What you need to know about evacuations during hurricane season

What you need to know about evacuations during hurricane season
Hurricane evacuation (Source: Flickr — nathalienation)

ALBANY, Ga. (WALB) - Many kinds of emergencies can cause you to have to evacuate, including hurricanes and potential flooding that hurricanes can cause.

Sometimes, you may have advanced warning that an evacuation is necessary, giving you a day or two to prepare. While other times, there may be an immediate call for an evacuation, meaning you won’t have time to prep and will need to get to a safer location as quickly as possible.

That is why planning is so critical to making sure that you can evacuate quickly and safely no matter what the circumstances. Knowing where you live and the potential risk hurricanes pose on South Georgia is another vital part in being prepared.

Since forecasters are predicting an active hurricane season, there are things you can do now to be prepared to evacuate, whether you have an advanced warning or not.

Below are lists of things the Department of Homeland Security suggests you and your family should do to prepare before and evacuation and what you should do during and after an evacuation.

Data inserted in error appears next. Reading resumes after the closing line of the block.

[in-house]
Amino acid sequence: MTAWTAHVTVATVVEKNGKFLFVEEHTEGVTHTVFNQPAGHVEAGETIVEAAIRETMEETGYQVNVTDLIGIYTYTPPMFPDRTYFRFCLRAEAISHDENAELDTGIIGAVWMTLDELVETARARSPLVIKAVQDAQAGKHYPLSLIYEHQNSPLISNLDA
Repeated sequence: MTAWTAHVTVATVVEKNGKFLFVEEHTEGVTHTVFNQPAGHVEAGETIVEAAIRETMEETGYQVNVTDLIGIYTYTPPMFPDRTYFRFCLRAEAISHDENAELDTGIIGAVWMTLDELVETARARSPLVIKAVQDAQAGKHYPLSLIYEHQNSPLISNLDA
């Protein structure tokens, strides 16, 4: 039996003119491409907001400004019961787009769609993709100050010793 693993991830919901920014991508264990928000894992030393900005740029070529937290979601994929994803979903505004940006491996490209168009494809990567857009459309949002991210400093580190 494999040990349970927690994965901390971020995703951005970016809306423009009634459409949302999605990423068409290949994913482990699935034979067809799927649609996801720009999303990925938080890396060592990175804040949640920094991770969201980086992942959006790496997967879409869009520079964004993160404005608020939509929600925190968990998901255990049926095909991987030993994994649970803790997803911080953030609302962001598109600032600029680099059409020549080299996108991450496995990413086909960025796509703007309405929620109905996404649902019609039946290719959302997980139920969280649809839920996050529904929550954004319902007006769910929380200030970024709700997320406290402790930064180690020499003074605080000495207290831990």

Before an evacuation:

  • Learn the types of disasters that are likely in your community and the local emergency, evacuation and shelter plans for each specific disaster.
  • Review important documents, make sure your insurance policies and personal documents like ID are up to date. Make copies and keep them in a secure password-protected digital space.
  • Plan how you will leave and where you will go if you are advised to evacuate.
  • Prepare your business by making sure your business has a continuity plan to continue operating when disaster strikes.
  • Help your neighborhood, check with neighbors, senior adults or those who may need additional help securing hurricane plans to see how you can be of assistance to others
  • Strengthen your home, declutter drains and gutters, bring in outside furniture and consider hurricane shutters.
  • Get tech ready, keep your cell phone charged when you know a hurricane is in the forecast and purchase backup charging devices to power electronics.
  • Check with local officials about what shelter spaces are available for this year, and don’t forget that if you have medical needs that require you to have access to electricity, be sure to ask if it will be available.
  • Those with disabilities, if you or anyone in your household is an individual with a disability, identify if you may need additional help during an emergency.
  • Coronavirus may have also altered your community’s plans, so be sure to know what is and is not available in your area in the event of an emergency weather situation.